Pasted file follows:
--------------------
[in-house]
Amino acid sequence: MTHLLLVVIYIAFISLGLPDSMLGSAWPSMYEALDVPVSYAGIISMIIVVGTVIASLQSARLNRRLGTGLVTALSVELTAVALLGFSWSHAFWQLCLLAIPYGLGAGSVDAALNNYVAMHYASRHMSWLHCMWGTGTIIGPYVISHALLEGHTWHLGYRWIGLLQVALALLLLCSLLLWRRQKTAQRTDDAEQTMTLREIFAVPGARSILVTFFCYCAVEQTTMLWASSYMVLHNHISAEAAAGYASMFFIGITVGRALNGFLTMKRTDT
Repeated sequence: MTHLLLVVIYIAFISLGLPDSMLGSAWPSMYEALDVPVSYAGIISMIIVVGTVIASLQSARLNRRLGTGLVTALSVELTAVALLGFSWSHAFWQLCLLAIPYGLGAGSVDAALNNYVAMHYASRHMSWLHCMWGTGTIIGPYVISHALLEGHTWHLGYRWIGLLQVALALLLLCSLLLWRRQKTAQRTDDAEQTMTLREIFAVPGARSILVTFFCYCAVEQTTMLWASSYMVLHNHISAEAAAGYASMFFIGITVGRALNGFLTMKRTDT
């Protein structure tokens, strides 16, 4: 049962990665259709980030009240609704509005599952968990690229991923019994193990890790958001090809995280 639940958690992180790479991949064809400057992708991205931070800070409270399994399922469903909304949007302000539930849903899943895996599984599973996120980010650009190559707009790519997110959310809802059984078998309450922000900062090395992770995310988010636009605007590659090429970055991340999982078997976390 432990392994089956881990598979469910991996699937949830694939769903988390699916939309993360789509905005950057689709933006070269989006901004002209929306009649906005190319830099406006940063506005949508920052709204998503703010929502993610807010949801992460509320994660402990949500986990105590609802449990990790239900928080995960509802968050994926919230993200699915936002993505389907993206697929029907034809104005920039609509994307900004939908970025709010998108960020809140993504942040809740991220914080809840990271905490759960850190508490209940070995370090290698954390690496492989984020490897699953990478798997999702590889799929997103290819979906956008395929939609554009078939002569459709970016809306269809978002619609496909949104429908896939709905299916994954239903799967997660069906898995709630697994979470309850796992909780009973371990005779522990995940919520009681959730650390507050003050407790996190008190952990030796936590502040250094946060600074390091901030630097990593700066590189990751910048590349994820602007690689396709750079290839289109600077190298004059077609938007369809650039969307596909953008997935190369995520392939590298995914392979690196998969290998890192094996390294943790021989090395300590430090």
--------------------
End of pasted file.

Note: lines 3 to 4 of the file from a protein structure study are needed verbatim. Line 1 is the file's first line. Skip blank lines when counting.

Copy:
Repeated sequence: MTHLLLVVIYIAFISLGLPDSMLGSAWPSMYEALDVPVSYAGIISMIIVVGTVIASLQSARLNRRLGTGLVTALSVELTAVALLGFSWSHAFWQLCLLAIPYGLGAGSVDAALNNYVAMHYASRHMSWLHCMWGTGTIIGPYVISHALLEGHTWHLGYRWIGLLQVALALLLLCSLLLWRRQKTAQRTDDAEQTMTLREIFAVPGARSILVTFFCYCAVEQTTMLWASSYMVLHNHISAEAAAGYASMFFIGITVGRALNGFLTMKRTDT
């Protein structure tokens, strides 16, 4: 049962990665259709980030009240609704509005599952968990690229991923019994193990890790958001090809995280 639940958690992180790479991949064809400057992708991205931070800070409270399994399922469903909304949007302000539930849903899943895996599984599973996120980010650009190559707009790519997110959310809802059984078998309450922000900062090395992770995310988010636009605007590659090429970055991340999982078997976390 432990392994089956881990598979469910991996699937949830694939769903988390699916939309993360789509905005950057689709933006070269989006901004002209929306009649906005190319830099406006940063506005949508920052709204998503703010929502993610807010949801992460509320994660402990949500986990105590609802449990990790239900928080995960509802968050994926919230993200699915936002993505389907993206697929029907034809104005920039609509994307900004939908970025709010998108960020809140993504942040809740991220914080809840990271905490759960850190508490209940070995370090290698954390690496492989984020490897699953990478798997999702590889799929997103290819979906956008395929939609554009078939002569459709970016809306269809978002619609496909949104429908896939709905299916994954239903799967997660069906898995709630697994979470309850796992909780009973371990005779522990995940919520009681959730650390507050003050407790996190008190952990030796936590502040250094946060600074390091901030630097990593700066590189990751910048590349994820602007690689396709750079290839289109600077190298004059077609938007369809650039969307596909953008997935190369995520392939590298995914392979690196998969290998890192094996390294943790021989090395300590430090």